Day 9: Glory Days. Although probably the largest city in the world for a good 100 years back in the Eleventh Century, Kaifeng is now not even the provincial capital. That title has gone to nearby Zhengzhou. Kaifeng's tourist sites are therefore almost all based upon the Glory Days. Our tour takes us to the still extant Iron Pagoda, which is not made of iron at all, the Dragon Pavilion, which was actually a palace, and to Imperial Street and Millenium City Park where the days of the Northern Song Dynasty are celebrated in full costume. Meals: breakfast, lunch, dinner.
Day 10: To the Southern Capital. After breakfast we take a train across to Nanjing. Nanjing has played the role of capital of all China many times throughout its history including periods during the Ming and Qing Dynasties, and during the Republican Kuomintang days. It therefore retains a significance in the modern China. This afternoon we visit the Xiaoling Tomb. Lying at the foot of Purple Mountain, this complex was built by the Yongle Emperor to honor his father, Hongwu, the founder of the Ming Dynasty.
The Xiaoling Tomb has a magnificent "Sacred Way" with pairs of beast statues guarding the 1800 meter approach. The mausoleum at the end is no less glorious and has many features worth visiting in their own right. In the evening we visit the Fuzi Miao district based around the old Confucius Temple but now also a thriving district of modern shops, cafes and restaurants. Meals: breakfast, lunch, dinner.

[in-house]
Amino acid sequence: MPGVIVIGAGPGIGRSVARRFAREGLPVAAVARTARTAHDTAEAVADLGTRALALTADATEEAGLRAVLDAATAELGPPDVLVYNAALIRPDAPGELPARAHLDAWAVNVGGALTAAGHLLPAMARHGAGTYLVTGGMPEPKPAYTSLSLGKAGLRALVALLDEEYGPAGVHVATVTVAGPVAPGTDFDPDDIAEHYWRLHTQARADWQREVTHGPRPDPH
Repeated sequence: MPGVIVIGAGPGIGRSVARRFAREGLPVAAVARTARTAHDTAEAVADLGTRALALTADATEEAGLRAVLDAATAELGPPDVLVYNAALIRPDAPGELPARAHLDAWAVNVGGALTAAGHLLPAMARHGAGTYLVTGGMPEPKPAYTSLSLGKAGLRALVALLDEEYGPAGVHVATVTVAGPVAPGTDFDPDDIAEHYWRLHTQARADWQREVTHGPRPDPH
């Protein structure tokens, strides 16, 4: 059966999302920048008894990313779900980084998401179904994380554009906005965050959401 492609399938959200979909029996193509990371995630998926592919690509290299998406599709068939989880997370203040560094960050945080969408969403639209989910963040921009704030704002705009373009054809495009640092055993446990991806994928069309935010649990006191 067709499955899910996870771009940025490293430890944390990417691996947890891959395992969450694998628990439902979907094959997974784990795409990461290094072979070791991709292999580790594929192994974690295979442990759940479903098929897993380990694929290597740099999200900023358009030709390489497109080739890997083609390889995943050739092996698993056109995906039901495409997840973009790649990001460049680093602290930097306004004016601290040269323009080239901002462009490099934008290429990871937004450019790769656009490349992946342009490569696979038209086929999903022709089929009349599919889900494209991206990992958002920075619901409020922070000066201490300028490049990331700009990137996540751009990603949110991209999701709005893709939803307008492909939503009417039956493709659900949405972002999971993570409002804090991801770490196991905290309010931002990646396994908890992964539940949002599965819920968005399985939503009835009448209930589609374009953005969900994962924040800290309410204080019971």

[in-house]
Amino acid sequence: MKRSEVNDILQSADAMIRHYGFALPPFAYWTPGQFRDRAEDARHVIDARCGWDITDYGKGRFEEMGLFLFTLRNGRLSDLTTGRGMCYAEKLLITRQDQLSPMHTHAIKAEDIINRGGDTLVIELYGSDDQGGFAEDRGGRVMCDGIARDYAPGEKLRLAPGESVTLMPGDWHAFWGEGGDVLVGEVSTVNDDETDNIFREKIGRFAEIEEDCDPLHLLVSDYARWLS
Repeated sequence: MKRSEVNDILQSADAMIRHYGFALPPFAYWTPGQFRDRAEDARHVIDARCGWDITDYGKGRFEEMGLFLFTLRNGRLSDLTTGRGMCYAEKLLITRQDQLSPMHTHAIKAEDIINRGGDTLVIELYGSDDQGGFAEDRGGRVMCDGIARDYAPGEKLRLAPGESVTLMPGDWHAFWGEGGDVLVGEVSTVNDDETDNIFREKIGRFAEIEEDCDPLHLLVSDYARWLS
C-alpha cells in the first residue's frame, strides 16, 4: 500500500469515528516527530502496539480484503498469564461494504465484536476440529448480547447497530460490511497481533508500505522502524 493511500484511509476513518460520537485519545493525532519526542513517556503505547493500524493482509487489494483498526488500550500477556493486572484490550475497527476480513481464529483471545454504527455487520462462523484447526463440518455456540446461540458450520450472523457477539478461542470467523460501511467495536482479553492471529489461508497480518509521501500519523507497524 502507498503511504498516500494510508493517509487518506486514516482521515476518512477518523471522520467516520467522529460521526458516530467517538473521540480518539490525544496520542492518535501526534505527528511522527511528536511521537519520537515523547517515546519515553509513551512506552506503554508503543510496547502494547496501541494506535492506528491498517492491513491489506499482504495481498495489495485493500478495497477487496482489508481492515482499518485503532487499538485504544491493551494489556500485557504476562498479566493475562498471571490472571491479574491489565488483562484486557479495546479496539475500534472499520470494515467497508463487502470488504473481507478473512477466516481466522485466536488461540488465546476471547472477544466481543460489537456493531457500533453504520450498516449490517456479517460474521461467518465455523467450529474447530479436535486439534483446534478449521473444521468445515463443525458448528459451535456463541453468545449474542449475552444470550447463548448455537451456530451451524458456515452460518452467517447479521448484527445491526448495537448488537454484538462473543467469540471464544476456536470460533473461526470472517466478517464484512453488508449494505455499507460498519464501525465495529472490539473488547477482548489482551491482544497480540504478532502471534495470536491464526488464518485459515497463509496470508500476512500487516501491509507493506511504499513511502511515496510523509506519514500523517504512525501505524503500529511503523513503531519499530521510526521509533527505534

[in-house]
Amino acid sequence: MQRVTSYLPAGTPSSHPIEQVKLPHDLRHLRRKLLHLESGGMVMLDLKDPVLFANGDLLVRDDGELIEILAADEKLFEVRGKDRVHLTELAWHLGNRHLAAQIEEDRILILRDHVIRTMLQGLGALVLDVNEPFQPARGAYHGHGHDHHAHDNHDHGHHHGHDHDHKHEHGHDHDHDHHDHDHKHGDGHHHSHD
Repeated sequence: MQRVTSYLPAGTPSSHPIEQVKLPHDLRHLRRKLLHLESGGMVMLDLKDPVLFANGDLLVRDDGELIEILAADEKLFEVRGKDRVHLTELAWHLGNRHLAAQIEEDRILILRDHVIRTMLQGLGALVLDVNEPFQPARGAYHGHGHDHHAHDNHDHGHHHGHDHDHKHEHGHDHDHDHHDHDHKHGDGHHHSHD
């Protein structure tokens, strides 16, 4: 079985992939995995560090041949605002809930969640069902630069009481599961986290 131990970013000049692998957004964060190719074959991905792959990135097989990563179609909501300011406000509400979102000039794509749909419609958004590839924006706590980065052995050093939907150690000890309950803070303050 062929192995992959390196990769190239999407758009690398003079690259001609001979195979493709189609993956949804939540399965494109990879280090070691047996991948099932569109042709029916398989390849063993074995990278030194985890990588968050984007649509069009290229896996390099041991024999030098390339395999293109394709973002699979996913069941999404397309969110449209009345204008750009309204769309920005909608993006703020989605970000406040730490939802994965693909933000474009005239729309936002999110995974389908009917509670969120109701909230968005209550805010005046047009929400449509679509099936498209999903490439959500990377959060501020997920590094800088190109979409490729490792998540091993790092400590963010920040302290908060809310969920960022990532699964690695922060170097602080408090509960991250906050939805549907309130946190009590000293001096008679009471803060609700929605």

Day 11: Moving Memorial, cruise and free time. This morning we visit a site that offers a poignant reminder of the horrors of war. The "Rape of Nanking" was a horrific period marking the Japanese invasion of China's mainland prior to the Second World War. For the six weeks after they captured the city, the Japanese military went on a brutal rampage. Hundreds of thousands were killed and tens of thousands of women raped.
We visit the superb Nanjing Massacre Memorial Hall to this event which somehow manages to capture the horror without resorting to gruesome images or angry words. Recognizing that we cannot leave such a place and head straight off for a jolly, instead we take a cruise on the Qin Huai River and have a chance to contemplate. The rest of the day is free for you to visit those other sites that you wish to see in Nanjing. Meals: breakfast.